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Senate Bill 1183 – Department of Environmental Quality, Appropriations FY24 and Supplementals FY23

Senate Bill 1183 – Department of Environmental Quality, Appropriations FY24 and Supplementals FY23

Niklas Kleinworth
March 20, 2023

The Idaho Spending Index serves to provide a fiscally conservative perspective on state budgeting while providing an unbiased measurement of how Idaho lawmakers apply these values to their voting behavior on appropriations bills. Each bill is analyzed within the context of the metrics below. They receive one (+1) point for each metric that is satisfied by freedom-focused policymaking and lose one (-1) point for each instance in which the inverse is true. The sum of these points composes the score for the bill.

Analyst: Niklas Kleinworth

Rating: -3

Bill Description: Senate Bill 1183 appropriates $165,914,000 and 379.00 full-time positions to the Department of Environmental Quality for fiscal year 2024.

Does this budget incur any wasteful spending among discretionary funds, including new line items? Conversely, does this budget contain any provisions that serve to reduce spending where possible (i.e., base reductions, debt reconciliation, etc.)?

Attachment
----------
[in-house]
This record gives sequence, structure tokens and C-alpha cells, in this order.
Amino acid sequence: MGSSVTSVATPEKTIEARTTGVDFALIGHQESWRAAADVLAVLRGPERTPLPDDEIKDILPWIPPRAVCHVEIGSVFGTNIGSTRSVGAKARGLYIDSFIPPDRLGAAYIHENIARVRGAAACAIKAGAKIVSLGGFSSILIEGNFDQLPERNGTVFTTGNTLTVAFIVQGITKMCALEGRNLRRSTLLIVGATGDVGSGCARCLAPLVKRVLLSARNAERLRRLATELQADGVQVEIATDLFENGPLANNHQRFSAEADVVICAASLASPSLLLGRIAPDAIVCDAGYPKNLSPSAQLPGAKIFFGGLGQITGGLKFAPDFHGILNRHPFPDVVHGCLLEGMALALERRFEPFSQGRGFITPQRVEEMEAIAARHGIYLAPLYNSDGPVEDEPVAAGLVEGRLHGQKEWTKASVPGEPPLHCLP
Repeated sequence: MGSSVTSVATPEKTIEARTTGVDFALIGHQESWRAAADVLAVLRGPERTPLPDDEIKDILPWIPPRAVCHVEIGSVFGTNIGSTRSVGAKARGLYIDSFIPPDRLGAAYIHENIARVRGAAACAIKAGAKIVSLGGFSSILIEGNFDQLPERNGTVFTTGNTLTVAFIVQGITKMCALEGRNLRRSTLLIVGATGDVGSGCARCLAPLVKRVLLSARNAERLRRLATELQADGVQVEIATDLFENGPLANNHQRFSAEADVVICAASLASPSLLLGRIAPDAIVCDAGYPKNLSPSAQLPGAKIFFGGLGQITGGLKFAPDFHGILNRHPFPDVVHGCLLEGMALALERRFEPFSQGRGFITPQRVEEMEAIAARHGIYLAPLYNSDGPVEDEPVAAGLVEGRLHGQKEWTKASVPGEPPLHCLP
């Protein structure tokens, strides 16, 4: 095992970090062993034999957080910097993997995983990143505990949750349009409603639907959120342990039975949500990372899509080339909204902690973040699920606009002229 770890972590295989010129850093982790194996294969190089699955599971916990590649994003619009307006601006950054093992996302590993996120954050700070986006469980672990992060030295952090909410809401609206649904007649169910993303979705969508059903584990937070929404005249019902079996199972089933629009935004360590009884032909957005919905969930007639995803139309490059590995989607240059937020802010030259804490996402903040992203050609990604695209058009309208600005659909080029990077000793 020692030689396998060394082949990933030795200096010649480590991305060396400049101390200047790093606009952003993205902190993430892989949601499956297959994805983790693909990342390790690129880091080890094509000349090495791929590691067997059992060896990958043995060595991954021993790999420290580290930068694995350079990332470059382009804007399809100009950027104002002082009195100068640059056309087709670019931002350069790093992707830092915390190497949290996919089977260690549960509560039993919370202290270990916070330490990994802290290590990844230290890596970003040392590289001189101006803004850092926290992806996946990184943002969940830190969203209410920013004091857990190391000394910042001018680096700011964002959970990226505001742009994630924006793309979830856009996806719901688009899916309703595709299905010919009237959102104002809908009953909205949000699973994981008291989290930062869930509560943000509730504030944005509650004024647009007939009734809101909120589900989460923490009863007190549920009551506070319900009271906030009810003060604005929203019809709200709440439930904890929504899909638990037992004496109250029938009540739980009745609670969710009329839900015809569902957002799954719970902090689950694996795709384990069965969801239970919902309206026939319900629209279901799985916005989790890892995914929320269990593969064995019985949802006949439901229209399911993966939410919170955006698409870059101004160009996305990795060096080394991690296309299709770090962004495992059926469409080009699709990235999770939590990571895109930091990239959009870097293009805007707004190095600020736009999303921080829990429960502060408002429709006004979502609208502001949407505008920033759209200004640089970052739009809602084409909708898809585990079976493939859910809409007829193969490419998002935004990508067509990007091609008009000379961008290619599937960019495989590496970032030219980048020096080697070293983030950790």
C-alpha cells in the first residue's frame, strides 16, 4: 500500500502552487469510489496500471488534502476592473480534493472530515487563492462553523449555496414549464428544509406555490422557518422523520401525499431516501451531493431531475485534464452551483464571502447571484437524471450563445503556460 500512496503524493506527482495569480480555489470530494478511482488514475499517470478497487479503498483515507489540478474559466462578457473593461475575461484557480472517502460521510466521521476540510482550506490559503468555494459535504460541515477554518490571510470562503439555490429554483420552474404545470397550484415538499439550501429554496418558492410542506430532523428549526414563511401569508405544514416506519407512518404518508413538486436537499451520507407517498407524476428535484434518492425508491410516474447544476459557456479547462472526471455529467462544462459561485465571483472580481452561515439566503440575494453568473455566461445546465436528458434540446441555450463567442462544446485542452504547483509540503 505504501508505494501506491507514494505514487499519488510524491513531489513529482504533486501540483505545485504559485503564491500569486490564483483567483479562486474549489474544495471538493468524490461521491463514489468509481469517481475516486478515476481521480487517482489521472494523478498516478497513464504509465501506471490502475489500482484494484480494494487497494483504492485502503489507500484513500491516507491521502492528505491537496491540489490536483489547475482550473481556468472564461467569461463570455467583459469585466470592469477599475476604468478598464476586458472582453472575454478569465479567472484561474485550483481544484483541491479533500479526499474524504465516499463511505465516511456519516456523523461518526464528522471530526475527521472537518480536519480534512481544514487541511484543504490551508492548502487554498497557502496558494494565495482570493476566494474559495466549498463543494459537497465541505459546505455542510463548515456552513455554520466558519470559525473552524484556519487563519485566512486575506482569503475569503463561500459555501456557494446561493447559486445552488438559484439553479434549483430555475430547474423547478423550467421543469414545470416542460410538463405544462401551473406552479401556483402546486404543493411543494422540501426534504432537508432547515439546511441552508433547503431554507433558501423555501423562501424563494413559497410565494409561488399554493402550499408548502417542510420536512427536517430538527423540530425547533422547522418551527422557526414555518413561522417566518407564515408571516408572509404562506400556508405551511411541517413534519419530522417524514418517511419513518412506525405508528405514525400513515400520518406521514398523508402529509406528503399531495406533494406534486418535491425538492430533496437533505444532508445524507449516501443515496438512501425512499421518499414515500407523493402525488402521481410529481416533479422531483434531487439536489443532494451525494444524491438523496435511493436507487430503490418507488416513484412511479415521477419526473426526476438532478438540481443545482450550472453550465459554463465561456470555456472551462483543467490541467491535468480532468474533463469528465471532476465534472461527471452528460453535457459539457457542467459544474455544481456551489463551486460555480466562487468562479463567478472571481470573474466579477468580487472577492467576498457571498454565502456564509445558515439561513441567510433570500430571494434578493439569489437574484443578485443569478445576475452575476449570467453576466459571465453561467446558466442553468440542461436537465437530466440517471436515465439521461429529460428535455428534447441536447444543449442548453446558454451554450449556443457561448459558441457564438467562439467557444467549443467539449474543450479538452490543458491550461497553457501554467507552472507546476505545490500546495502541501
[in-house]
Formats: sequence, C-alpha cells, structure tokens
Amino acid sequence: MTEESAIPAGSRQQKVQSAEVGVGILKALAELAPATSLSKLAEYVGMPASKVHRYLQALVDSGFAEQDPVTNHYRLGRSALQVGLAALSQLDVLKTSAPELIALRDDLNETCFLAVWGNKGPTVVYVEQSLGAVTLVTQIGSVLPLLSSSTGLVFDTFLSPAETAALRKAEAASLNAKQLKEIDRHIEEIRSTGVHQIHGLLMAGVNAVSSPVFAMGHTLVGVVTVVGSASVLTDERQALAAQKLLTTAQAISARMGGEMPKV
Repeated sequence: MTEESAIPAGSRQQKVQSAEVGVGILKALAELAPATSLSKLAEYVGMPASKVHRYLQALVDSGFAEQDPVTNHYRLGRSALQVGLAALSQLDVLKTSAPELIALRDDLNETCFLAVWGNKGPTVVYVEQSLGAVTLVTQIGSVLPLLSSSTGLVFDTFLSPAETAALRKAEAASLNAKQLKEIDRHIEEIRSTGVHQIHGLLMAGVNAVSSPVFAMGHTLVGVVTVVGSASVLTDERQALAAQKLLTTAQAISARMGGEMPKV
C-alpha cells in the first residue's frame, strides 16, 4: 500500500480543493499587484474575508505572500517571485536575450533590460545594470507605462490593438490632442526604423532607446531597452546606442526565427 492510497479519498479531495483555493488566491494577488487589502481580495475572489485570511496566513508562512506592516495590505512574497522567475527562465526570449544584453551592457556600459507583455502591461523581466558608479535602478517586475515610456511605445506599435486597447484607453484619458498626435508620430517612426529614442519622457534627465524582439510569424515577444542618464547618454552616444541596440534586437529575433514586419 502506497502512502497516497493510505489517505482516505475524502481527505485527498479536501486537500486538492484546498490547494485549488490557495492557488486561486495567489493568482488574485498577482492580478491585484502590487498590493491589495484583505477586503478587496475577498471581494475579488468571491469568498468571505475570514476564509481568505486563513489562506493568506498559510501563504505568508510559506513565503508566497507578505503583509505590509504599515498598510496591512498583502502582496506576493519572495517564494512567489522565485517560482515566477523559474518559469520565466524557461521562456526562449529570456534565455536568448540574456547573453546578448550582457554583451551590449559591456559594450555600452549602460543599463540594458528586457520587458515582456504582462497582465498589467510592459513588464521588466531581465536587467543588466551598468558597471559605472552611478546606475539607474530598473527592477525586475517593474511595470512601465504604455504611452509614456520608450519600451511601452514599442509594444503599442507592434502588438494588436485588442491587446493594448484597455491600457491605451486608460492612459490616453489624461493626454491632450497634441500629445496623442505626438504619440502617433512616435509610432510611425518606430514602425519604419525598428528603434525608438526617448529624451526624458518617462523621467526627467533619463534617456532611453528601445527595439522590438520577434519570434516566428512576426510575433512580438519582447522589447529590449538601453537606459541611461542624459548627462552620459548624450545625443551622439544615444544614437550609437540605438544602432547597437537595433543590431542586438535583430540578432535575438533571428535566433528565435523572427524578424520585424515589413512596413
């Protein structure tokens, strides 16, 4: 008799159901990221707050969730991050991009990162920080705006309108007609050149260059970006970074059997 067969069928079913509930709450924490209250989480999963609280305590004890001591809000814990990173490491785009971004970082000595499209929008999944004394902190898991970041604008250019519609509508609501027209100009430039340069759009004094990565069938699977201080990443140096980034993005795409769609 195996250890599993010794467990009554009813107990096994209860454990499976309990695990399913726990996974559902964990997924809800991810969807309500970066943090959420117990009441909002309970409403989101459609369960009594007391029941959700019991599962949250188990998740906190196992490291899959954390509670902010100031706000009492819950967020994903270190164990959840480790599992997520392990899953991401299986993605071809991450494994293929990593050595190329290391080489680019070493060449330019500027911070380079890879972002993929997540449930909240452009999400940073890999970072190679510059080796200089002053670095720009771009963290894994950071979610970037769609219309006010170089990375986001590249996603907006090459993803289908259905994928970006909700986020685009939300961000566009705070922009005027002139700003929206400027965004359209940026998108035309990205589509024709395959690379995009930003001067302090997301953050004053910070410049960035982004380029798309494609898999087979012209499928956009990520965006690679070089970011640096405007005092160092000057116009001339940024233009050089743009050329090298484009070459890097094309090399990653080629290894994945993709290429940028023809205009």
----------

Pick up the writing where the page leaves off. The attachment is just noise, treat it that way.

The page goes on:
Senate Bill 1183 provides $191,900 for a pay rate increase to engineers on staff at the Department of Environmental Quality. When combined with the statewide change in employee compensation, this constitutes a mean raise of 9.2% for all engineers on staff. This large increase circumvents the purpose of the statewide change in employee compensation because those were the funds appropriated for the purpose of recruitment and retention based on merit.

The $1.20 statewide CEC would provide a roughly 3.4% average agency-wide increase in employee compensation. Providing an additional 5.8% increase in pay would be a significant jump compared to what is being appropriated to other state agencies.


Is the maintenance budget inappropriate for the needs of the state, the size of the agency, or the inflationary environment of the economy? Conversely, is the maintenance budget appropriate given the needs of the state and economic pressures?

This legislation sets the maintenance budget for the Department of Environmental Quality at $146,395,500, growing from the base by 126% in the last three years. This rate appears to be far above what would be prescribed by inflationary pressures and growth. However, this is largely due to the injection of nearly $74 million in ongoing pandemic relief funds from the American Rescue Plan Act. These funds are built into the base and are set to expire in 2026. After accounting for these funds, the real growth within the agency is 12.3%, which is approximately equal to the rate of inflation over the same period.


Does this budget perpetuate or expand state dependence on federal dollars, thereby violating principles of federalism? Conversely, does this budget actively reduce the amount of federal dollars used to balance this budget?